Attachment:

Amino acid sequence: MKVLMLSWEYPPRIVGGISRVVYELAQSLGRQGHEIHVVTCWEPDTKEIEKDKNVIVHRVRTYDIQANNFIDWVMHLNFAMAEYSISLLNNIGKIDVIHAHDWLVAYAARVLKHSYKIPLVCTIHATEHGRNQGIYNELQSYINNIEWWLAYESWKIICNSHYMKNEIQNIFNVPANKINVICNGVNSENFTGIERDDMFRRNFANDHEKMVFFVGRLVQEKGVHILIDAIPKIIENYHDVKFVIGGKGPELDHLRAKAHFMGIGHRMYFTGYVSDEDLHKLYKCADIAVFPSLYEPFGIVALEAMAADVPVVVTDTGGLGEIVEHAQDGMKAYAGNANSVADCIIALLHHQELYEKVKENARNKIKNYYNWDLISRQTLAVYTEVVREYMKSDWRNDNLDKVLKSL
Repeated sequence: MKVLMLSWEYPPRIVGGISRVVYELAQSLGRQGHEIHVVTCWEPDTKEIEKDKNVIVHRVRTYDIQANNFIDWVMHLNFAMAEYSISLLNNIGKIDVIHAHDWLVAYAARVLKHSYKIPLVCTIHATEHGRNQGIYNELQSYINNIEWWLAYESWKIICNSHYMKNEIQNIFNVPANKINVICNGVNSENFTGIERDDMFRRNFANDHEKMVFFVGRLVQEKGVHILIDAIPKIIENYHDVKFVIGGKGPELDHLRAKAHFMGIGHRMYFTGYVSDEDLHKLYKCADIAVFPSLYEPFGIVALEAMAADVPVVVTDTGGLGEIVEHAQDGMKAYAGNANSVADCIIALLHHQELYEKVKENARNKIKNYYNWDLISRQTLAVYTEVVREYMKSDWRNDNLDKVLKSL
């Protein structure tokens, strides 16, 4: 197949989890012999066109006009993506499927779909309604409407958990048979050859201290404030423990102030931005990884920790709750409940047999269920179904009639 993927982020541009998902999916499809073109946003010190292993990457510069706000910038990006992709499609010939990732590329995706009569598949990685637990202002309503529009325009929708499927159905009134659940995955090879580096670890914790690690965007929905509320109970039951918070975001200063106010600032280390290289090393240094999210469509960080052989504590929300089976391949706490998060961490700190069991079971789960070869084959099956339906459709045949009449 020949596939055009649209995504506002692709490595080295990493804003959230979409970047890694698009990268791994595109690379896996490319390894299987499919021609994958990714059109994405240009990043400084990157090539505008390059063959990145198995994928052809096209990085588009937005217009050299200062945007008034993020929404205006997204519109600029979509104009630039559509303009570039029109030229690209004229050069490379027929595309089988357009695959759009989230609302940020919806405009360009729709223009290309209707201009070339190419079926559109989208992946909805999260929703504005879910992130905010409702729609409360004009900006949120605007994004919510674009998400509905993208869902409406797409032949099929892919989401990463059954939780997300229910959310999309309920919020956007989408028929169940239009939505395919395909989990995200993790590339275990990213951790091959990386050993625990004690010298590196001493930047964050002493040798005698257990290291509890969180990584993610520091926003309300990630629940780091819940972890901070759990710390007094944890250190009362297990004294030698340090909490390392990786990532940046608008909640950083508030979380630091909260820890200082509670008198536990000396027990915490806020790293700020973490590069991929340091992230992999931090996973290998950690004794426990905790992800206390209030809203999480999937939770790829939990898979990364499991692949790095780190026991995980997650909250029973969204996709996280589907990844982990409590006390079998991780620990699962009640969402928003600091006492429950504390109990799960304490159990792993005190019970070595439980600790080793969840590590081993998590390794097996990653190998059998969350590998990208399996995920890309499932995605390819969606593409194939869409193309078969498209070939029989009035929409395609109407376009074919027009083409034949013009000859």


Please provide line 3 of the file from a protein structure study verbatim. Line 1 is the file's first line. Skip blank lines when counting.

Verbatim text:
């Protein structure tokens, strides 16, 4: 197949989890012999066109006009993506499927779909309604409407958990048979050859201290404030423990102030931005990884920790709750409940047999269920179904009639 993927982020541009998902999916499809073109946003010190292993990457510069706000910038990006992709499609010939990732590329995706009569598949990685637990202002309503529009325009929708499927159905009134659940995955090879580096670890914790690690965007929905509320109970039951918070975001200063106010600032280390290289090393240094999210469509960080052989504590929300089976391949706490998060961490700190069991079971789960070869084959099956339906459709045949009449 020949596939055009649209995504506002692709490595080295990493804003959230979409970047890694698009990268791994595109690379896996490319390894299987499919021609994958990714059109994405240009990043400084990157090539505008390059063959990145198995994928052809096209990085588009937005217009050299200062945007008034993020929404205006997204519109600029979509104009630039559509303009570039029109030229690209004229050069490379027929595309089988357009695959759009989230609302940020919806405009360009729709223009290309209707201009070339190419079926559109989208992946909805999260929703504005879910992130905010409702729609409360004009900006949120605007994004919510674009998400509905993208869902409406797409032949099929892919989401990463059954939780997300229910959310999309309920919020956007989408028929169940239009939505395919395909989990995200993790590339275990990213951790091959990386050993625990004690010298590196001493930047964050002493040798005698257990290291509890969180990584993610520091926003309300990630629940780091819940972890901070759990710390007094944890250190009362297990004294030698340090909490390392990786990532940046608008909640950083508030979380630091909260820890200082509670008198536990000396027990915490806020790293700020973490590069991929340091992230992999931090996973290998950690004794426990905790992800206390209030809203999480999937939770790829939990898979990364499991692949790095780190026991995980997650909250029973969204996709996280589907990844982990409590006390079998991780620990699962009640969402928003600091006492429950504390109990799960304490159990792993005190019970070595439980600790080793969840590590081993998590390794097996990653190998059998969350590998990208399996995920890309499932995605390819969606593409194939869409193309078969498209070939029989009035929409395609109407376009074919027009083409034949013009000859």